The global pandemic provided many of us with the chance to pause and reassess traditional ways of doing things. As we emerge from the crisis, it’s time for energy users large and small to firmly commit to the benefits clean and alternative forms of energy can provide.
Although greenhouse gas emissions improved in 2020 due to travel bans and economic slowdowns resulting from the COVID-19 pandemic, the United Nations highlights that climate change continues to affect every country on every continent.
The UN Secretary-General has proposed a raft of climate-positive actions for governments to take in the process of rebuilding their economies and societies in the years ahead, aimed at triggering long-term systemic shifts to change the trajectory of CO2 levels in the atmosphere.
While the UN’s goal remains to reduce global emissions by 50 per cent by 2030, the Australian Government has committed to a net zero goal “as soon as possible”, and preferably by 2050. The transition will require bold, forward-thinking policies at both a state and federal level, backed by targeted government spending.
Henry Anning, Chief Executive Officer of ResourceCo Energy Systems, said the recent announcement of funding support for recycling and clean energy manufacturing projects under the Modern Manufacturing Initiative (MMI) is encouraging.
Acknowledging the pace of change required in the energy sector in Australia, Mr Anning said the release of a defined roadmap for the advancement of the industry is a significant step forward.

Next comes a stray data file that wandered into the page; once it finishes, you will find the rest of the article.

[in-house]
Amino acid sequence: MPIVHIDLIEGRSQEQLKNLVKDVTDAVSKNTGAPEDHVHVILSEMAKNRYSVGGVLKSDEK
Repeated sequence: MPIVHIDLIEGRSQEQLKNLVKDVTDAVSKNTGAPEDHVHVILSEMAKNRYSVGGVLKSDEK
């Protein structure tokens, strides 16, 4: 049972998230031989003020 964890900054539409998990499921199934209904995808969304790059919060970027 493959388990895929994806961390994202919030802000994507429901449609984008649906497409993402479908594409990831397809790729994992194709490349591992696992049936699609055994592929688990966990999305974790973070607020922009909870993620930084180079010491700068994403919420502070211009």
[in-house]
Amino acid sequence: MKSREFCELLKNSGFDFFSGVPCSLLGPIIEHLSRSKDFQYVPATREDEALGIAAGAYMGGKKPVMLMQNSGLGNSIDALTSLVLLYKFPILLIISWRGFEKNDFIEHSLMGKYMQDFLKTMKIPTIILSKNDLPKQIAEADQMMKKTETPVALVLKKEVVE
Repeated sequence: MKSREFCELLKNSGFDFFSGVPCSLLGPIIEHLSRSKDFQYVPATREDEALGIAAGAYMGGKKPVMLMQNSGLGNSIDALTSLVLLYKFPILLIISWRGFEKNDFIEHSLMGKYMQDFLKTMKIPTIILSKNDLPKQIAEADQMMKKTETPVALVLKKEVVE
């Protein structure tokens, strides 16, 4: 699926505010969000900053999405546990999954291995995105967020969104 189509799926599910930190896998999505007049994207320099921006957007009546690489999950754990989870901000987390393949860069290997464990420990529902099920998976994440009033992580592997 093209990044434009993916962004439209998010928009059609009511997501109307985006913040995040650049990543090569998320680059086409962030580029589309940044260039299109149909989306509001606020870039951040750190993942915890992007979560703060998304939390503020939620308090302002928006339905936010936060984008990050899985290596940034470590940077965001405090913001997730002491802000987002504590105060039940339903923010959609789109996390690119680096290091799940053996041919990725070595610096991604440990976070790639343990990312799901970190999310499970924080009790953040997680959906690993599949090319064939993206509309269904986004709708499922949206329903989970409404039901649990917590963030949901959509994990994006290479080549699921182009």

“It really marks the beginning of a collaborative, long-term clean energy strategy framework, bringing industry experts across the sector together to drive a positive transition. “Assisting Australian manufacturers be more competitive, resilient and build scale in the global market will be critical to achieving sustainable outcomes.”
The Federal Government’s Recycling and Clean Energy National Manufacturing Priority roadmap, released in April 2021, highlights that investor and market appetite for clean energy in Australia and around the world is undeniable, but Australia is yet to convert this into large-scale manufacturing opportunities.
The domestic supply chain for clean energy components remains underdeveloped and adoption of clean energy for industrial manufacturing is still in its early stage as a proposition, especially in heavy manufacturing processes.
Mr Anning agrees demand for alternative energy solutions is a common barrier, however, he believes the industry is at the cusp of making real progress – a position supported by the announcement of the closure of the Yallourn Power Station four years earlier than planned.
“As more of our very old, expensive and polluting coal-fired power stations begin to close, the demand for cleaner, greener solutions will very quickly ramp up. “It is encouraging that governments and industry are working together to intensify efforts to position Australia as a global hub for renewable energy.
“We need continued collaboration between governments, investors, manufacturers and their customers to enable, shape and create markets for renewable energy – green products.”
As a company, ResourceCo is a leader in the development of waste-from-energy plants, which deliver strong environmental and economic outcomes by repurposing materials otherwise destined for landfill, to generate clean energy.
ResourceCo Energy manufactures processed engineered fuel primarily from waste timber materials, but also previously non- recyclable plastics, cardboard, paper and textiles.
“It’s time for large-scale business to see alternative energy as a viable alternative to expensive, emissions generating fossil fuels,” said Mr Anning.
“We’re continuing to progress some interesting and ambitious new projects across our national footprint, which bares testament to the evolving opportunity.”
That optimism is matched by an expansive capital investment program – the biggest in the history of the company – with new plants planned for Sydney, Perth, Brisbane and the Pilbara this year.
“We’re solidifying our commitment to make progress for real change and to play our part in progressing Australia’s transition to a circular economy.”
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